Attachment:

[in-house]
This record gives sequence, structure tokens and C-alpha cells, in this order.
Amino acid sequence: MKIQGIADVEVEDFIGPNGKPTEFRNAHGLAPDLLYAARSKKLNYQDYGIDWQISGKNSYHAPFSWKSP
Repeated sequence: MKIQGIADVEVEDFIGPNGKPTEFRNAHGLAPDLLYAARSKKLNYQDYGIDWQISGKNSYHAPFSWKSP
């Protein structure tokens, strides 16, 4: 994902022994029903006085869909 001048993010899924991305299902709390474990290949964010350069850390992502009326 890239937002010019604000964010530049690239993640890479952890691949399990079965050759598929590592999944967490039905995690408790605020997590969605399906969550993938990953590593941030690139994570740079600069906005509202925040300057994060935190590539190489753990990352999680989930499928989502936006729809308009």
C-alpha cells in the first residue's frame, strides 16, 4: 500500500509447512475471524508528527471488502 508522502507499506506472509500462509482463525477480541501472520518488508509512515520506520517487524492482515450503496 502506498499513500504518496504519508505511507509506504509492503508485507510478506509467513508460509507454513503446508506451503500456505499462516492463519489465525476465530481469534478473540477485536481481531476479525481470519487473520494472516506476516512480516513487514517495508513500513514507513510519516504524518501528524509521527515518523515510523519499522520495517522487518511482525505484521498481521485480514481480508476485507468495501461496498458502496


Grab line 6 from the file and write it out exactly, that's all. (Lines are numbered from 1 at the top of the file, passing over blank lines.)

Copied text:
C-alpha cells in the first residue's frame, strides 16, 4: 500500500509447512475471524508528527471488502 508522502507499506506472509500462509482463525477480541501472520518488508509512515520506520517487524492482515450503496 502506498499513500504518496504519508505511507509506504509492503508485507510478506509467513508460509507454513503446508506451503500456505499462516492463519489465525476465530481469534478473540477485536481481531476479525481470519487473520494472516506476516512480516513487514517495508513500513514507513510519516504524518501528524509521527515518523515510523519499522520495517522487518511482525505484521498481521485480514481480508476485507468495501461496498458502496